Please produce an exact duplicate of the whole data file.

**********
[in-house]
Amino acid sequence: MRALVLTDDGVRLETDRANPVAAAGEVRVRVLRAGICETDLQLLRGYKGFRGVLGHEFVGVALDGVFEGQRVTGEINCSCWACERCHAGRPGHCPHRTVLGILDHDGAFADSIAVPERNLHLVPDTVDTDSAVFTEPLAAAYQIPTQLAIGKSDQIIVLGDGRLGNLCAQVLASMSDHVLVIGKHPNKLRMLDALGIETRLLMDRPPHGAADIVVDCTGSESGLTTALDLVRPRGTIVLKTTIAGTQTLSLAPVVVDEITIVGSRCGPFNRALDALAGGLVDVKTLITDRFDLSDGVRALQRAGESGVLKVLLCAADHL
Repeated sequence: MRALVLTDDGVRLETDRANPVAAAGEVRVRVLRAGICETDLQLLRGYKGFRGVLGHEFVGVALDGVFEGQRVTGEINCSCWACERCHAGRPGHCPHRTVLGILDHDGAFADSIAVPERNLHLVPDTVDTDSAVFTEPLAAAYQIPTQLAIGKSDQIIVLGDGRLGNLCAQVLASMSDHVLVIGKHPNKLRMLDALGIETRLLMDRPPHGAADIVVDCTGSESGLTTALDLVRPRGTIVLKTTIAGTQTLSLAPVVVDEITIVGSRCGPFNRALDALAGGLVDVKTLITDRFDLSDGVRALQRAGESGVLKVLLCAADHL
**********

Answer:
[in-house]
Amino acid sequence: MRALVLTDDGVRLETDRANPVAAAGEVRVRVLRAGICETDLQLLRGYKGFRGVLGHEFVGVALDGVFEGQRVTGEINCSCWACERCHAGRPGHCPHRTVLGILDHDGAFADSIAVPERNLHLVPDTVDTDSAVFTEPLAAAYQIPTQLAIGKSDQIIVLGDGRLGNLCAQVLASMSDHVLVIGKHPNKLRMLDALGIETRLLMDRPPHGAADIVVDCTGSESGLTTALDLVRPRGTIVLKTTIAGTQTLSLAPVVVDEITIVGSRCGPFNRALDALAGGLVDVKTLITDRFDLSDGVRALQRAGESGVLKVLLCAADHL
Repeated sequence: MRALVLTDDGVRLETDRANPVAAAGEVRVRVLRAGICETDLQLLRGYKGFRGVLGHEFVGVALDGVFEGQRVTGEINCSCWACERCHAGRPGHCPHRTVLGILDHDGAFADSIAVPERNLHLVPDTVDTDSAVFTEPLAAAYQIPTQLAIGKSDQIIVLGDGRLGNLCAQVLASMSDHVLVIGKHPNKLRMLDALGIETRLLMDRPPHGAADIVVDCTGSESGLTTALDLVRPRGTIVLKTTIAGTQTLSLAPVVVDEITIVGSRCGPFNRALDALAGGLVDVKTLITDRFDLSDGVRALQRAGESGVLKVLLCAADHL